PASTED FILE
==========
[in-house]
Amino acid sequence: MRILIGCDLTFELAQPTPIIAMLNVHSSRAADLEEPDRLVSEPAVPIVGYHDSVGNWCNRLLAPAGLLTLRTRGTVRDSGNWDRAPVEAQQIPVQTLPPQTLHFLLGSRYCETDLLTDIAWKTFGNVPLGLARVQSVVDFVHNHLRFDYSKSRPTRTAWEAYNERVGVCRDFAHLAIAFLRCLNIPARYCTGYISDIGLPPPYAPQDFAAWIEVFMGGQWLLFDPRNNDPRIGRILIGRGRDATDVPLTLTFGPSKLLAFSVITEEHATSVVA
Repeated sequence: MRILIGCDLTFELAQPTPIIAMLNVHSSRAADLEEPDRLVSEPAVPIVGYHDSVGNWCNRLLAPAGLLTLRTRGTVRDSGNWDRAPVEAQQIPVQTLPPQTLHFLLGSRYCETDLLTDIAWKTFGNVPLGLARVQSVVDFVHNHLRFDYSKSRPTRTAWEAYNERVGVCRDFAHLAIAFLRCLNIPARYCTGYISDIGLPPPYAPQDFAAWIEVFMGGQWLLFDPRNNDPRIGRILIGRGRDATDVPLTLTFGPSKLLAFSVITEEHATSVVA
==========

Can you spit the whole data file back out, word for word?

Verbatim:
[in-house]
Amino acid sequence: MRILIGCDLTFELAQPTPIIAMLNVHSSRAADLEEPDRLVSEPAVPIVGYHDSVGNWCNRLLAPAGLLTLRTRGTVRDSGNWDRAPVEAQQIPVQTLPPQTLHFLLGSRYCETDLLTDIAWKTFGNVPLGLARVQSVVDFVHNHLRFDYSKSRPTRTAWEAYNERVGVCRDFAHLAIAFLRCLNIPARYCTGYISDIGLPPPYAPQDFAAWIEVFMGGQWLLFDPRNNDPRIGRILIGRGRDATDVPLTLTFGPSKLLAFSVITEEHATSVVA
Repeated sequence: MRILIGCDLTFELAQPTPIIAMLNVHSSRAADLEEPDRLVSEPAVPIVGYHDSVGNWCNRLLAPAGLLTLRTRGTVRDSGNWDRAPVEAQQIPVQTLPPQTLHFLLGSRYCETDLLTDIAWKTFGNVPLGLARVQSVVDFVHNHLRFDYSKSRPTRTAWEAYNERVGVCRDFAHLAIAFLRCLNIPARYCTGYISDIGLPPPYAPQDFAAWIEVFMGGQWLLFDPRNNDPRIGRILIGRGRDATDVPLTLTFGPSKLLAFSVITEEHATSVVA